Jan 20, 2016
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# Calculating Various Critical Costs

To determine the most important factors with respect to costs in your business, you can calculate critical costs. This will help you to determine profitability and the factors that can and cannot be easily changed to impact your profits and cash flow.

### Calculating Total Gross Profit (Contribution Margin)

You can use EOU to calculate whether and by how much you will come out ahead on your per-unit costs for each sale. By using the EOU, you can figure the gross profit per unit (contribution margin per unit sold, which is the selling price minus all variable costs).

### Calculating EOU When You Sell Multiple Products

Most businesses sell more than a single product, and they can also use EOU as a value measure of product profitability. A business selling a variety of products has to create a separate EOU for each item to determine whether each is profitable. When there are many similar products with comparable prices and cost structures, a “typical” EOU can be used.

Using a simple average works as long as Jamaal sells roughly the same number of each brand of bar. If he can no longer get Chocolate Delight and Almond Euphoria at some point, for example, he should then change his EOU to reflect the higher price of the other two bars.

What if each unit of sale is made up of a complex mix of materials and labor? The EOU can still help you figure the COGS, other variable costs, and gross profit for the product, although the process will be more complex.

Example: Denise sells sandwiches from her deli cart downtown on Saturdays. She sells each for \$5. The materials and labor that go directly into making one sandwich are the COGS. The costs of the materials and direct labor for production are called inventory costs until the product is sold. There will also be some other variable costs, such as napkins, a paper wrapping for each sandwich, and plastic bags. First, make a list of the COGS and any other variable costs:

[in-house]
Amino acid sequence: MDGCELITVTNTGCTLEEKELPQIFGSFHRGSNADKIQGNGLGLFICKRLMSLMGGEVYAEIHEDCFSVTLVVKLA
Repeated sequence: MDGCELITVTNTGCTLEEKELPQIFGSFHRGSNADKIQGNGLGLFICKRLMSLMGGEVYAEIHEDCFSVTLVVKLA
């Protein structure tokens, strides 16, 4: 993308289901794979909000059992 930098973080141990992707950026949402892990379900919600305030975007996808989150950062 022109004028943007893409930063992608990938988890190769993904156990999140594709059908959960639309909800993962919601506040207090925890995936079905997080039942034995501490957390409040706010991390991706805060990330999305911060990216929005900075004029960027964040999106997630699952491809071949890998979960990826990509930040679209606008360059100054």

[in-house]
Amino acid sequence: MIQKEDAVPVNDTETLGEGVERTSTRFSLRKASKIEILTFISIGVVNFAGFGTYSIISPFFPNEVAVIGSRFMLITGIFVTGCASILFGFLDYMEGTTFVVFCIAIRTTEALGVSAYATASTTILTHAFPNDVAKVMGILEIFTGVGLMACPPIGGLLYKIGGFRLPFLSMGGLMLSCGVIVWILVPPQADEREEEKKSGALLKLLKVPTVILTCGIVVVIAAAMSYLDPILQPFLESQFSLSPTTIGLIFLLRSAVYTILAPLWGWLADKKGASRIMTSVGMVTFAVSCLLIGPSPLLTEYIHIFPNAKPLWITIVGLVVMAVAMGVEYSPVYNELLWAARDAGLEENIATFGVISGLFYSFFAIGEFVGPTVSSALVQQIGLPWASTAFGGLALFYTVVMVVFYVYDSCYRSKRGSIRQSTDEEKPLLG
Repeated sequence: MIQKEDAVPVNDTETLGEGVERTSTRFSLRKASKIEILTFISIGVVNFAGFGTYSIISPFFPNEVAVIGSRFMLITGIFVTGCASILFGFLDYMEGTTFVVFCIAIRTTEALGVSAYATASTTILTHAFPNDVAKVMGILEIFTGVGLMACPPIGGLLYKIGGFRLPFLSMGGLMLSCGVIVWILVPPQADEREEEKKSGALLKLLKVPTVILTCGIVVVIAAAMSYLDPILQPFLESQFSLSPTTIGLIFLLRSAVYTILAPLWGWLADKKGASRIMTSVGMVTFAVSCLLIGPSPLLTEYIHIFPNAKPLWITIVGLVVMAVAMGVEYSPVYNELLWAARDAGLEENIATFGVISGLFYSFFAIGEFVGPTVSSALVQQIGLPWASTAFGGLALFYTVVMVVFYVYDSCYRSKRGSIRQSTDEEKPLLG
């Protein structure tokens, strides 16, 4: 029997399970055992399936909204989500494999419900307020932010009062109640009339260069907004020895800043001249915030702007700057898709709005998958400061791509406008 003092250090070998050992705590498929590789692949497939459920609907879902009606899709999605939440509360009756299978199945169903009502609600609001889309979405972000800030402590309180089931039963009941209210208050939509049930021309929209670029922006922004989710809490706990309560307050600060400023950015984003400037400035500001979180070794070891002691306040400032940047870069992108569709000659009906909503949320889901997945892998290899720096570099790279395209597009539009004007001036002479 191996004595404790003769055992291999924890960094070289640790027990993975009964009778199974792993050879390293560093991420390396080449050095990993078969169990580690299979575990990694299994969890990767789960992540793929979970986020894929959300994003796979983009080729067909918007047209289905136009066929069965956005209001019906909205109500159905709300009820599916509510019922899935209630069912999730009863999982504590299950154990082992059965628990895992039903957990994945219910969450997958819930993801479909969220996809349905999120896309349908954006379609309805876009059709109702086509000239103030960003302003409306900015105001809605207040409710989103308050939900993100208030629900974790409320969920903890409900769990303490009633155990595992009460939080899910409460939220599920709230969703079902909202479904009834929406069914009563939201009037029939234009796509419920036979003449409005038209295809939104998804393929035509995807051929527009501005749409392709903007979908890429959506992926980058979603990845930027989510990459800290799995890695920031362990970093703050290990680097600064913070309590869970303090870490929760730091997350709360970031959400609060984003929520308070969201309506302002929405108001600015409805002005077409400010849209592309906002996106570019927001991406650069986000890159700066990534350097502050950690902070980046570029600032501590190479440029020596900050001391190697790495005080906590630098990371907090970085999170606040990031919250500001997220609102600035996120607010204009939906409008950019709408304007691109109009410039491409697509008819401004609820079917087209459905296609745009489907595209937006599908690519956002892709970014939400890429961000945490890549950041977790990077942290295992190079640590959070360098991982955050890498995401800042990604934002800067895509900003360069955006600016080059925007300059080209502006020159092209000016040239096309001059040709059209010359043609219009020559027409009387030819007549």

1. Turkey costs \$2.60 per lb. Each sandwich uses 4 ounces of turkey meat (1/4 of a pound).
2. Large rolls cost \$1.92 per dozen. One roll is used per sandwich.
3. A 32-ounce jar of mayonnaise costs \$1.60. One ounce of mayonnaise is used per sandwich.
4. Lettuce costs 80 cents per pound. One ounce (1/16 of a pound) is used on each sandwich.
5. Tomatoes cost \$1.16 each. Each uses one-fourth.
6. Pickles cost 5 cents each. Each sandwich comes with two pickles.
7. Employees are paid \$8 per hour and can make 10 sandwiches per hour (we are assuming no down time and no payroll costs).

### Other Variable Costs

1. Napkins cost \$3 per pack of 100. One napkin is included with each sale.
2. Paper wrapping costs 20 cents per foot (cut from a roll). Each sandwich uses two feet of paper.
3. Plastic carryout bags cost \$7 per roll of 100. Each sandwich sold uses one plastic carryout bag.

### Fixed Operating Costs

Costs, such as rent or the Internet bill, which do not vary per unit of production or service, are called fixed operating costs. Total fixed costs do not change based on volume (an advertising cost of \$1,000 will be the same whether it generates 50 sales or 500). Fixed cost per unit decreases as the number of units increases (\$20 per unit above versus \$2).

Fixed operating costs do not changes based on sales activity levels; therefore, they are not included in the EOU. A sandwich shop has to pay the same rent each month whether it sells one turkey sandwich or a hundred. However, the owner of the shop can change the cost of the rent by moving or can increase or decrease the advertising budget, for example. These changes are not calculated on a per-unit basis.

It is easier to remember several of the most common categories of fixed expenses by remembering the phrase:

I SAID U R ∙ “Other FXs”

Insurance

Salaries (indirect labor—managers, office staff, sales force)

Interest

Depreciation

Utilities (gas, electric, telephone, Internet access)

Rent

Other Fixed eXpenses

Most of these categories are self-explanatory, but depreciation may need clarification. Depreciation is the percentage of value of an asset subtracted each year until the value becomes zero—to reflect wear and tear on the asset. It is a method used to expense (list as an expense on the income statement) costly pieces of equipment. Some items, such as a computer server, are expected to last for a number of years. A business could choose to expense the server during the year it was bought, but that would not be accurate. The server that will be used for four years will have been only 25 percent “used up” during the year it was purchased. Expensing the entire cost during that year would make the accounting records and financial statements inaccurate. If more than 25 percent of the server’s cost is expensed in the first year, the income statement will show a lower profit than it should. Meanwhile, profits in subsequent years will appear to be higher than they should.

Depreciation spreads the cost of an item purchased by a business over the time. If the computer server is expected to have a useful life of more than one year, the full price should be shown as an asset and then expensed according to federal tax law and accounting practice. The LSBF is the source to learn about marketing and business costs.

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